id upper bounds

I am new to both ruby and rails and a recent project I am trying has got
me working on it. I am trying to find a nice easy lightweight way to
find the last 'id' in a mysql database so I can take it and use it as
the upper bound in a random number generator.

My problem is that I haven't found an easy way to do this, but my only
other idea is to do something like a do loop that puts the ids into an
array and then grab the upper bound from that and that seems like a bad
idea.

You can call a find on your model, assuming you just want the highest id
from that table:

last_id = MyModel.find(:first, :order => 'id desc').id

That depends on the Datatype of your ID column in the table. It is a Mysql specific question. By rails default these are signed integer columns which can hold any value between -2147483648 to 2147483647

Franz Strebel wrote:

last_id = MyModel.find(:first, :order => 'id desc').id

@Franz

Thanks this worked great well kinda, I'm confused on why there is the
'.id' at the end also how would I limit this to give me say the first 3
from the back of the list instead of

:all or :first and :limit => 3

didn't work because i am calling this in my 'MyModel.rb' file so in my
index.html.erb file its set for .each with a do loop and every other
thing i have tried has bombed

People may say RoR is fun and easy and at the beginning it is but
sometimes its really frustrating

Eric B. wrote:

Franz Strebel wrote:

last_id = MyModel.find(:first, :order => 'id desc').id

@Franz

Thanks this worked great well kinda, I'm confused on why there is the
'.id' at the end also how would I limit this to give me say the first 3
from the back of the list instead of

It seems obvious to me. Look at the variable used "last_id." Sending the
"id" message to an instance of an ActiveRecord object returns the "id"
value of the object.

:all or :first and :limit => 3

my_models = MyModel.find(:all, :order => 'id desc', :limit => 3)

didn't work because i am calling this in my 'MyModel.rb' file so in my
index.html.erb file its set for .each with a do loop and every other
thing i have tried has bombed

I don't quite follow you here without seeing your code.

People may say RoR is fun and easy and at the beginning it is but
sometimes its really frustrating

Programming is HARD! If anyone tries to tell you different then they are
either lying to you, or are just plain gifted in the art of writing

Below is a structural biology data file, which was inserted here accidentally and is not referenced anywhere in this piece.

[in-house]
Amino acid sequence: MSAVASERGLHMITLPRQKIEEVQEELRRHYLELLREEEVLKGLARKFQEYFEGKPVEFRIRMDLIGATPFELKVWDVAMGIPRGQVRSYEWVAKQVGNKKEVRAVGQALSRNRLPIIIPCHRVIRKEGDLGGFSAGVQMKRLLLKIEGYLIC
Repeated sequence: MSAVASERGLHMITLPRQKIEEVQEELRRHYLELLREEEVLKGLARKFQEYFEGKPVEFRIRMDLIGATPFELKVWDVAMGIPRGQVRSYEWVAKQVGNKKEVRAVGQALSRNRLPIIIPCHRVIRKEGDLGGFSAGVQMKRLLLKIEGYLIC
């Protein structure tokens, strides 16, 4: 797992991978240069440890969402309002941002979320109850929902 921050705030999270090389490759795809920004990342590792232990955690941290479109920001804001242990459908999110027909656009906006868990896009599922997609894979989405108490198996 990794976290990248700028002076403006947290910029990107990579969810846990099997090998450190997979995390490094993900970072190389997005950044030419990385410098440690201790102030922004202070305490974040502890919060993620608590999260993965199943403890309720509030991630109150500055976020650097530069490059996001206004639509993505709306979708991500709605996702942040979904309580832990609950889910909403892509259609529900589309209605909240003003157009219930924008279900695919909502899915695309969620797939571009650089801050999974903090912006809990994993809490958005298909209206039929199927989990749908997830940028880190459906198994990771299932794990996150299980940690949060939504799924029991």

code. For most of us, however, it takes effort to learn.

When people say RoR is fun and easy, they mean in comparison to other
languages and frameworks.

To find the last id of MyModel you could do

MyModel.last.id

even souds like it should )

But it’s not what you really want for upper bound. In your case

MyModel.count(:all) or just MyModel.count

will fit better

? That's not the same. If I have a DB that assigns IDs sequentially,
and I've created 5 instances, the last id will be 5.

If I subsequently destroy an instance, e.g. id == 1, the last id is still
5, but the count is 4.

They’re not the same, right.

I mean, it depends on what you need. The real ID or just an amount of records.

But If task is to get random record you will

Company.all[rand(Company.count)] but not

Company.all[rand(Company.last.id)]

I assume you meant find rather than all.

Neither of these will work in the face of deleted records, picking a
random record is a bit tricky.

One way, which might not work for all databases, but assuming a mysql
database might be:

Company.first( :order => "Rand()")

But this isn't very efficient and might not work for tables with lots
of records.

Another approach is something like.

Company.first(:conditions => ["id <= ?", rand(Company.last.id) + 1]

This should always return a random record (unless the table is empty),
but the records won't be evenly distributed because the probability of
selecting a particular record is proportional to the difference
between it's id and the id of the preceding existing record if any, or
0.

To all that have helped out thank you I do have what i wanted to
accomplished though it may not be super efficient it does what i need
with no repeats from my tests here is what i have done.